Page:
Verses 1-10

Mark 8:1-10. The Second Feeding of the Multitude.—This narrative is now generally regarded as a second version of the incident recorded in ch. 6. Indeed Wendland, Wellhausen, and HNT treat Mark 8:1-26 as a doublet of Mark 6:34-52, Mark 7:1-23, Mark 7:31-37. That both accounts of the feeding of the multitude are closely followed by disputes with the Pharisees and miracles of gradual healing may not be as significant as they suppose. Certainly, the demand for a sign is not a doublet of the discussion about defilement, nor is the healing of the blind man at Bethsaida an alternative version of the Ephphatha story. The case of the feeding of the 4000 is more suspicious. For details as to parallels and differences between Mark 6:34-44 and Mark 8:1-10, see Menzies' note on the latter passage. The repetition of this miracle is improbable. In spite of Swete, the question of the disciples in Mark 8:4 is psychologically strange, if a previous miracle had taken place. Lk.'s omission of the second narrative may be due to his recognition that we have here two versions of the same incident. Moreover, the story does not suit its present context in Mk. It is placed on Gentile soil where Jesus did not preach, and in a period when He was no longer engaged in preaching. Mk., knowing a second version of this story, seems to have regarded it as a distinct event, and inserted it at this point, perhaps to show that Jesus did for the Gentiles what He had previously done for the Jews. If so, this is symbolically suggestive, and historically inaccurate.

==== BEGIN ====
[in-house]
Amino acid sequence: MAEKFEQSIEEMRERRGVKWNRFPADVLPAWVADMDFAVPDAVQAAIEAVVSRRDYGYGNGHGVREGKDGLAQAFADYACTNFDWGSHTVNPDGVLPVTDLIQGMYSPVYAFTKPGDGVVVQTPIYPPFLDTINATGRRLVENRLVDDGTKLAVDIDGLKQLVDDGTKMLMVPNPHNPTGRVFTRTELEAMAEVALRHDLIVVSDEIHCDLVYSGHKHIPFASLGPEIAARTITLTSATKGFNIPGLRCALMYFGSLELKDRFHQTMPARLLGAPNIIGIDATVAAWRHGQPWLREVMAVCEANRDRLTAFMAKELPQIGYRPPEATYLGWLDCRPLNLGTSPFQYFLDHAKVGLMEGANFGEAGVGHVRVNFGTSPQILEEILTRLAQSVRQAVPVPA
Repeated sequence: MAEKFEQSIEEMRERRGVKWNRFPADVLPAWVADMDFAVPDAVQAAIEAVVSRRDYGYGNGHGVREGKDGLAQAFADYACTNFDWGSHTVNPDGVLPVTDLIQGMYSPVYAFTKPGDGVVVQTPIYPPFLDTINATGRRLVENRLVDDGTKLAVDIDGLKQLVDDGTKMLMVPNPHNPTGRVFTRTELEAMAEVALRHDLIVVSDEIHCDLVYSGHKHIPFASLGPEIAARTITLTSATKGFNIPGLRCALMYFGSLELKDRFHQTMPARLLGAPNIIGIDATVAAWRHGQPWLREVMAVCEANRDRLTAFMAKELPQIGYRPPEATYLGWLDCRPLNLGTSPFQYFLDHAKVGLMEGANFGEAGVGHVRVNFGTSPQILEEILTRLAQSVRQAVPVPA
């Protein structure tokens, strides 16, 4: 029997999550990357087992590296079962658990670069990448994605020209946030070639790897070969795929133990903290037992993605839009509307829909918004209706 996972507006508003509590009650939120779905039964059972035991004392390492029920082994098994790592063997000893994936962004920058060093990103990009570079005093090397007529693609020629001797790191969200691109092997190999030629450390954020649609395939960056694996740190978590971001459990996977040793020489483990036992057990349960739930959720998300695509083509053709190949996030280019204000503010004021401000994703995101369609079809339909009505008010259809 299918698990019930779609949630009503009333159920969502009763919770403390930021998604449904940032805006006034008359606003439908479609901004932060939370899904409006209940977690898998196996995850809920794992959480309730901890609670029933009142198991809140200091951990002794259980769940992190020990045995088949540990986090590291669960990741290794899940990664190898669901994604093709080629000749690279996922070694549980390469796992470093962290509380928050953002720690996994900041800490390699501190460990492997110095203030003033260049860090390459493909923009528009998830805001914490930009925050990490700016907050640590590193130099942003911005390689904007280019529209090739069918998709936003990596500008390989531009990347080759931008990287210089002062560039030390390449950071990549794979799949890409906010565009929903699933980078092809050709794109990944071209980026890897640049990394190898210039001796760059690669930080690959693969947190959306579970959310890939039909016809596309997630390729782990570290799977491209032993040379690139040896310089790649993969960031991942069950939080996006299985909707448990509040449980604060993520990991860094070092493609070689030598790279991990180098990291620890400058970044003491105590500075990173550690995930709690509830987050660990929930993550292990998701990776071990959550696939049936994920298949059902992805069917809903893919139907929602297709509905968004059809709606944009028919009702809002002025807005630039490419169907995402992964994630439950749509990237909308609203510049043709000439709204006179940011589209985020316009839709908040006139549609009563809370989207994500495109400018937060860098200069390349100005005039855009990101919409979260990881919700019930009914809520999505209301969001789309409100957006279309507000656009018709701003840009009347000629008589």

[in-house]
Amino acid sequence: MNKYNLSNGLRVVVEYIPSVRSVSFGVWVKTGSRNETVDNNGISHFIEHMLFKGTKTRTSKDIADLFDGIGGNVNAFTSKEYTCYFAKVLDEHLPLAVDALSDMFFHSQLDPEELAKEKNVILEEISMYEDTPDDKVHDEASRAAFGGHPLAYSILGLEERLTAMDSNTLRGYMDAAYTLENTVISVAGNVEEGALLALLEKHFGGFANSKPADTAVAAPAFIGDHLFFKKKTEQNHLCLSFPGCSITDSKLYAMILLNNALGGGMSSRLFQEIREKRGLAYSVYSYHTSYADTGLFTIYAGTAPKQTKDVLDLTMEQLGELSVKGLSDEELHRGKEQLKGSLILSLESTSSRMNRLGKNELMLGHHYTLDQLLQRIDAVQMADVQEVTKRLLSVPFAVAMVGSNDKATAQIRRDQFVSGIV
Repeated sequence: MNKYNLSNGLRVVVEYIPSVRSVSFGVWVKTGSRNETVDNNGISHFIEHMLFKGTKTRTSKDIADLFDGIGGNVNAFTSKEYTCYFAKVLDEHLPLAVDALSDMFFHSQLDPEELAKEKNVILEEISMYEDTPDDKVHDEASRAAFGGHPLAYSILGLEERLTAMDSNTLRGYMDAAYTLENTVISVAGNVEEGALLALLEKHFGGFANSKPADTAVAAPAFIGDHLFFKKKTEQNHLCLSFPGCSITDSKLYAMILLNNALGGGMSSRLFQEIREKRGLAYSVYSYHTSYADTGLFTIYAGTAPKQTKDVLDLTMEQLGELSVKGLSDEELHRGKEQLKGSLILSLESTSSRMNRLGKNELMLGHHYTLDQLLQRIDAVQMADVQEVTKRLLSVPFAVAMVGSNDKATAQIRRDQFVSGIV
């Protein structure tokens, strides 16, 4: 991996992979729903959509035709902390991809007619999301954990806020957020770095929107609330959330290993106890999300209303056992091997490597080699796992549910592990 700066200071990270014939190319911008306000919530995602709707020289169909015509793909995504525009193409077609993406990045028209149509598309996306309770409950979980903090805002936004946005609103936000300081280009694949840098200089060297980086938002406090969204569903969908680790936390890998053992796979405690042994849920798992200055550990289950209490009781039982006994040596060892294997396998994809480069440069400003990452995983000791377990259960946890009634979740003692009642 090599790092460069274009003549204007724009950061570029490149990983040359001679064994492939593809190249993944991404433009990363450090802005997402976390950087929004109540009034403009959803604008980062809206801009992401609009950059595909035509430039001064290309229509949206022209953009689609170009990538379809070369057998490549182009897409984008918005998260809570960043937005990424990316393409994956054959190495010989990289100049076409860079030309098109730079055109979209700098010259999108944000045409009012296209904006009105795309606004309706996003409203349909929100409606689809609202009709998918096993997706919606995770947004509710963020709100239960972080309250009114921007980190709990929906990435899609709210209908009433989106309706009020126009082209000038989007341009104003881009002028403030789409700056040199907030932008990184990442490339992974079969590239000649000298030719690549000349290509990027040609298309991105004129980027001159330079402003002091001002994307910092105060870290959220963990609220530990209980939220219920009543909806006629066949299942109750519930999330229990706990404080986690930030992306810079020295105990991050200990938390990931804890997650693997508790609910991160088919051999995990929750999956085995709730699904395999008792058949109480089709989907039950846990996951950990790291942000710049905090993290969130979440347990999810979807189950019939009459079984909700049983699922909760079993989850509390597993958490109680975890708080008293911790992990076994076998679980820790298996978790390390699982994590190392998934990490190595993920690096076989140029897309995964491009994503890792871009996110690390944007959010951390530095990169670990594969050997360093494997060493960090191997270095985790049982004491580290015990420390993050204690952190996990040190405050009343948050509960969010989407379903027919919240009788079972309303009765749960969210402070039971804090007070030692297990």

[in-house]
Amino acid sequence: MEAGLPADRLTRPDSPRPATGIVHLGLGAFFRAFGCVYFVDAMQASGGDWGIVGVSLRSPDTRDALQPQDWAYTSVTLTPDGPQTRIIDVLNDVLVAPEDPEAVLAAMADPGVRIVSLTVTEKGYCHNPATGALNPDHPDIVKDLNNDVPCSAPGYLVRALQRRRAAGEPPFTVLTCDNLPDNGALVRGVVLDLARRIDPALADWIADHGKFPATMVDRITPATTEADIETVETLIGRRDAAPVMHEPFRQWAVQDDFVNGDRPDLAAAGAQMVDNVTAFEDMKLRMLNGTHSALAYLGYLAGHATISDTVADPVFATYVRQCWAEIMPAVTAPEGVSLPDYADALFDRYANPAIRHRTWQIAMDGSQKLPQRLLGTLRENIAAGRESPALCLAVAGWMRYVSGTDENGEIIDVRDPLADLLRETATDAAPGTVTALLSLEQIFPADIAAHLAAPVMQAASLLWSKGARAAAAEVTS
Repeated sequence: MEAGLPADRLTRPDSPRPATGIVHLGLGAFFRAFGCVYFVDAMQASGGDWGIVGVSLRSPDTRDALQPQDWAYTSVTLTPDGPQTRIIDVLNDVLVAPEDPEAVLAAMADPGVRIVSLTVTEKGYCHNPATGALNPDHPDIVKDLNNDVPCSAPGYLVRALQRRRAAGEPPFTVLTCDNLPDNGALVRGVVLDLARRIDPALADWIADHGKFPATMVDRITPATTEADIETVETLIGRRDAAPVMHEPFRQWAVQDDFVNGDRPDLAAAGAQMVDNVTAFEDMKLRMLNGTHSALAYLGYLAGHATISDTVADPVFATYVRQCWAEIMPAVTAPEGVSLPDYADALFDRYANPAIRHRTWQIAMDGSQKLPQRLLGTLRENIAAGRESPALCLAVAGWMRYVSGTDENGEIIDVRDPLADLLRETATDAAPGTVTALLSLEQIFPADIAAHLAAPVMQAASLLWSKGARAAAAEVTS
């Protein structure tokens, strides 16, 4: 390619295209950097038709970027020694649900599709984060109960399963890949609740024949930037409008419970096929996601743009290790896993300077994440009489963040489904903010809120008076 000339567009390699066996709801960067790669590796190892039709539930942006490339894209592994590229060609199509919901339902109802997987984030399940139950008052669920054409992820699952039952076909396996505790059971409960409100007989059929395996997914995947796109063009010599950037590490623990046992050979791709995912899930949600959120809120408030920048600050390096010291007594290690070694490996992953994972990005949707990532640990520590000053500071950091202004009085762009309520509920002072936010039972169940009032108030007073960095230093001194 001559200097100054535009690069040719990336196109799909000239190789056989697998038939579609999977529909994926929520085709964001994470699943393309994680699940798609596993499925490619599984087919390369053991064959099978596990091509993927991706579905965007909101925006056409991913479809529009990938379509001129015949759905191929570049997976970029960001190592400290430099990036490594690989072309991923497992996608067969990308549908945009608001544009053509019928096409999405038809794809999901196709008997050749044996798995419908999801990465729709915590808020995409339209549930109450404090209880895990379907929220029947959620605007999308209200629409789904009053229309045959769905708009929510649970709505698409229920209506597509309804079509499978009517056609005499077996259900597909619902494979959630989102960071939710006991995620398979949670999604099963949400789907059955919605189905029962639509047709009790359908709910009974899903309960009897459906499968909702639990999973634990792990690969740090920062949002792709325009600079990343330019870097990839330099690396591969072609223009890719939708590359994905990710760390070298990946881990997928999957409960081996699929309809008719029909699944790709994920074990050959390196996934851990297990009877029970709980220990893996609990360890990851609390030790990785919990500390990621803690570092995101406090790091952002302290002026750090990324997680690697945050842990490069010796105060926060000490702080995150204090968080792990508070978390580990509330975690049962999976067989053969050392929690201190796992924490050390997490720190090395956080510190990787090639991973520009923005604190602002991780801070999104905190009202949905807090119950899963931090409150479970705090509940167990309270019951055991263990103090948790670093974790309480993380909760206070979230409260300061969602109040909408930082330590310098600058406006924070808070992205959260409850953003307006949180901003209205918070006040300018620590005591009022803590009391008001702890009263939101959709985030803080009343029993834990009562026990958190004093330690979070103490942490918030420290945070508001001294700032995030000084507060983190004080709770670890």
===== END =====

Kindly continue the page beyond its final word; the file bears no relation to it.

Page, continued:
Mark 8:8. The word for "baskets" is different from that used in Mark 6:43. It is the kind of basket in which Paul was let down from a wall in Damascus (Acts 9:25). The numbers of the baskets in each case are supposed by many scholars to be symbolical, twelve representing the apostles who serve the Jews, seven the deacons who serve the Gentiles. The evangelist's knowledge of this symbolism is doubtful.